2. Standoff Neutralization: The intent of the neutralization program is to enable forces to maintain operational tempo through a range of enemy threats by providing technologies that support a family of systems that increases the standoff distance for neutralization of kinetic or non-kinetic, surface or subsurface, manned or unmanned threats from the VSW to the objective. The system should have the ability to neutralize threats with precision from a sufficient standoff distance that enables a maneuver unit to take action, maintain operational tempo and increases the survivability of the warfighter. Research areas include:

  • High Powered Microwave (HPM) Sources: HPM sources (and/or related components) to increase efficiency and/or to reduce size, weight, and power with the goal of creating a fieldable HPM based EH neutralization system to swiftly and safely neutralize all explosive hazards at standoff distances with or without direct knowledge of the EHs location. Criteria include; Multi-frequency or tunable frequency sources that can operate at high efficiency (Effective HPM frequency ranges); Low cost power combining methods to reach high average power HPM Research thrusts include:
    • High Average Power RF sources (or high repetition rate) capability that can lead to more compact, efficient systems for remote neutralization of IEDs.
    • Solid-state, compact, high power RF power combining
  • Scalable Neutralization System: This research examines an organic scalable neutralization system for maneuver units that include capabilities for a fuze independent, hard-kill capability at standoff against current and future buried explosive obstacles, and that decreases the logistics burden and limits collateral damage. Criteria include: A scalable neutralization system that can clear a route of various explosive hazards without reducing operational tempo; A reduction capability that defeats both single-impulse and blast hardened mines, as well as proud and buried IEDs; The system will provide pinpoint neutralization at standoff distances; It should be deployable in multiple forms from manned and unmanned vehicles, both from the ground and the air. Research thrusts include:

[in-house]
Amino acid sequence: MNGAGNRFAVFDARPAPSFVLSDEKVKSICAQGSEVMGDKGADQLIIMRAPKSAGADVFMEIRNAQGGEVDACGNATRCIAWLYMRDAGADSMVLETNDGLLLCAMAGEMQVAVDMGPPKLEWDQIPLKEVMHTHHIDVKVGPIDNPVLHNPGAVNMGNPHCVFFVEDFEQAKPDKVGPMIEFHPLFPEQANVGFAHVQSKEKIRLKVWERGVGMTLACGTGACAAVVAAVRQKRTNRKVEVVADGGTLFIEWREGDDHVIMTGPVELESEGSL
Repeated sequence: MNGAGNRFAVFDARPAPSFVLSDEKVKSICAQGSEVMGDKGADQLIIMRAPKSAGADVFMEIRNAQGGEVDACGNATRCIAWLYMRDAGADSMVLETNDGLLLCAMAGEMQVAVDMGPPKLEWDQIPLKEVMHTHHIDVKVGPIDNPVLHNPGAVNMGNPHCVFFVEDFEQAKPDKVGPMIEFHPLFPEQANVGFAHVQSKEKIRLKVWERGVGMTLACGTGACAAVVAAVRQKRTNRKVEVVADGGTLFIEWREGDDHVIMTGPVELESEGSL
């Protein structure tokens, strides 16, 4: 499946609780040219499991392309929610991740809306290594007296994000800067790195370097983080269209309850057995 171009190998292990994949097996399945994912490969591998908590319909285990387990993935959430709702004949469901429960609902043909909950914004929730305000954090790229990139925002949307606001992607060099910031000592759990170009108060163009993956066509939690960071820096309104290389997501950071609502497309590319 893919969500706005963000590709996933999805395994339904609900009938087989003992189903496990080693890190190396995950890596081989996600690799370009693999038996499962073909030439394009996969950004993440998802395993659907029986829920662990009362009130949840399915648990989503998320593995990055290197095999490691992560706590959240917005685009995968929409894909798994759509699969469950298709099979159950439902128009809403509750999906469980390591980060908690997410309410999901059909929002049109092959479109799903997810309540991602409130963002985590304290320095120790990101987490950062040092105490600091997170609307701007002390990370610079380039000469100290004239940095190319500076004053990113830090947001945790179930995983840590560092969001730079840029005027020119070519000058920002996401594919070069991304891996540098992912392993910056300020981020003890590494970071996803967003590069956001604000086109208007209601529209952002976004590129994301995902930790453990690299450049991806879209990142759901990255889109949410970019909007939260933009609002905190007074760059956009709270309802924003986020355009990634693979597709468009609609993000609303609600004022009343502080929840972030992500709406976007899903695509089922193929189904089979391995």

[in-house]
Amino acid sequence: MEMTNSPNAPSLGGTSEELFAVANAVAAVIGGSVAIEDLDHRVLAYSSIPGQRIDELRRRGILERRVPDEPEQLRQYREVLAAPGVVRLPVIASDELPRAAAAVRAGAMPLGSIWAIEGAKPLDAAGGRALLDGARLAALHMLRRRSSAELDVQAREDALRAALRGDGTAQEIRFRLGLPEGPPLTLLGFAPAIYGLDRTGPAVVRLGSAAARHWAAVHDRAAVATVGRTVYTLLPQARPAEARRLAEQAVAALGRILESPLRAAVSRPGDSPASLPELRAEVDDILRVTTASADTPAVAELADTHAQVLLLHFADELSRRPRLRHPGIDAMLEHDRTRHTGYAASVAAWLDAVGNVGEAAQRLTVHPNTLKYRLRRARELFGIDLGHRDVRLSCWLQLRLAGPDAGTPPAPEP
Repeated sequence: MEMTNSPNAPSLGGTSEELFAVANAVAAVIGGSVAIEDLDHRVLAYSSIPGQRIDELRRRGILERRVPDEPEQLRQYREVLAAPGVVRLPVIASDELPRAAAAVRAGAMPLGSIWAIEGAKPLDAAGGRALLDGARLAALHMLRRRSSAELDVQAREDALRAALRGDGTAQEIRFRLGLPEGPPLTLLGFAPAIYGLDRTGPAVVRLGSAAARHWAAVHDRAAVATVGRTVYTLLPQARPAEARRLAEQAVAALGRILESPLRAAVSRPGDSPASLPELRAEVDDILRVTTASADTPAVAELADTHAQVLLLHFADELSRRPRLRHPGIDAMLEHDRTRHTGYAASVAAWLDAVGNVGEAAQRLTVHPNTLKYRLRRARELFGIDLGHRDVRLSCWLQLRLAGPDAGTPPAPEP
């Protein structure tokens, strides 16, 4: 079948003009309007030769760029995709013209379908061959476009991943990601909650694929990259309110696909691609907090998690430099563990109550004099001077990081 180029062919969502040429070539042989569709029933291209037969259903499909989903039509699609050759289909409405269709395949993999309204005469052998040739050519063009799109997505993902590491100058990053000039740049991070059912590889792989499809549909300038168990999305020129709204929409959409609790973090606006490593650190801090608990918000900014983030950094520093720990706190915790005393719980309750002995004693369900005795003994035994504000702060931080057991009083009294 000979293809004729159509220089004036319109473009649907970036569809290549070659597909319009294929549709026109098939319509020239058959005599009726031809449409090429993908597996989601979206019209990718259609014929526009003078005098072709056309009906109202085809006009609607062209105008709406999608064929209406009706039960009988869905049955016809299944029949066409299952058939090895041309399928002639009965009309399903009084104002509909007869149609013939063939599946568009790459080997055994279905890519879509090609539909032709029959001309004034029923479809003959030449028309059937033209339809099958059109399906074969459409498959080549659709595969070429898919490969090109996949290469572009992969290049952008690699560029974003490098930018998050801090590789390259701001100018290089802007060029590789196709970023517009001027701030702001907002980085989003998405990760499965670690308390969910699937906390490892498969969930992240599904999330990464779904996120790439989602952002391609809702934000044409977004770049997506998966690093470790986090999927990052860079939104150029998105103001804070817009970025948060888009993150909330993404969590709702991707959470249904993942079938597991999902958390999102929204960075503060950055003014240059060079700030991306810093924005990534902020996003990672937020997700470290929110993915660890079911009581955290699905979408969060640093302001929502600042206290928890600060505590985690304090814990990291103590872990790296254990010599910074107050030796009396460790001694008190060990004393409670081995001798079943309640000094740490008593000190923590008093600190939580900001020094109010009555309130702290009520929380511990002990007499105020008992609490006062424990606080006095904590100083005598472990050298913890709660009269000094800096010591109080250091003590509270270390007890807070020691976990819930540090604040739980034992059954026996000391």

• Compact and effective launching technologies
    • Fuse independent kill of buried/obscured objects
    • Charge deployment

Program Contact Information

Name: Dr. Joong Kim

Title: Program Officer

Department: Code 321

Email for Questions: joong.kim@navy.mil

How to Submit

For detailed application and submission information for this research topic, please see our Funding Opportunities page and refer to broad agency announcement (BAA) No. N00014-20-S-B001.

  • Contracts: All white papers and full proposals for contracts must be submitted through FedConnect; instructions are included in the BAA.
  • Grants: All white papers for grants must be submitted through FedConnect, and full proposals for grants must be submitted through grants.gov; instructions are included in the BAA.